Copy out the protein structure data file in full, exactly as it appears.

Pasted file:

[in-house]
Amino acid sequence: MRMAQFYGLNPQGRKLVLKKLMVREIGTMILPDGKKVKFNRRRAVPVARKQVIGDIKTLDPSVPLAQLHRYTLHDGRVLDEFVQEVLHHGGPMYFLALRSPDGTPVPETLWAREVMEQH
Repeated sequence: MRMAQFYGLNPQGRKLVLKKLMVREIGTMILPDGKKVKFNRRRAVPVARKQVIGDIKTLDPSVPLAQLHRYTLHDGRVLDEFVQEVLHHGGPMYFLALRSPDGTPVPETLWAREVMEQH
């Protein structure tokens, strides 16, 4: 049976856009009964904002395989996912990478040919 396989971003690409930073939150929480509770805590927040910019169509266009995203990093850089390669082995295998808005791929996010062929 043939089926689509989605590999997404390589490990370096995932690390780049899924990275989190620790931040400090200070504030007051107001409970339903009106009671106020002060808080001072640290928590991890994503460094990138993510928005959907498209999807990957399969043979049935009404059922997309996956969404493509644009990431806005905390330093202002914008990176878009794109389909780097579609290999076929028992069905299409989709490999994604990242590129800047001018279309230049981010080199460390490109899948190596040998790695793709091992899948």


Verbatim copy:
[in-house]
Amino acid sequence: MRMAQFYGLNPQGRKLVLKKLMVREIGTMILPDGKKVKFNRRRAVPVARKQVIGDIKTLDPSVPLAQLHRYTLHDGRVLDEFVQEVLHHGGPMYFLALRSPDGTPVPETLWAREVMEQH
Repeated sequence: MRMAQFYGLNPQGRKLVLKKLMVREIGTMILPDGKKVKFNRRRAVPVARKQVIGDIKTLDPSVPLAQLHRYTLHDGRVLDEFVQEVLHHGGPMYFLALRSPDGTPVPETLWAREVMEQH
């Protein structure tokens, strides 16, 4: 049976856009009964904002395989996912990478040919 396989971003690409930073939150929480509770805590927040910019169509266009995203990093850089390669082995295998808005791929996010062929 043939089926689509989605590999997404390589490990370096995932690390780049899924990275989190620790931040400090200070504030007051107001409970339903009106009671106020002060808080001072640290928590991890994503460094990138993510928005959907498209999807990957399969043979049935009404059922997309996956969404493509644009990431806005905390330093202002914008990176878009794109389909780097579609290999076929028992069905299409989709490999994604990242590129800047001018279309230049981010080199460390490109899948190596040998790695793709091992899948």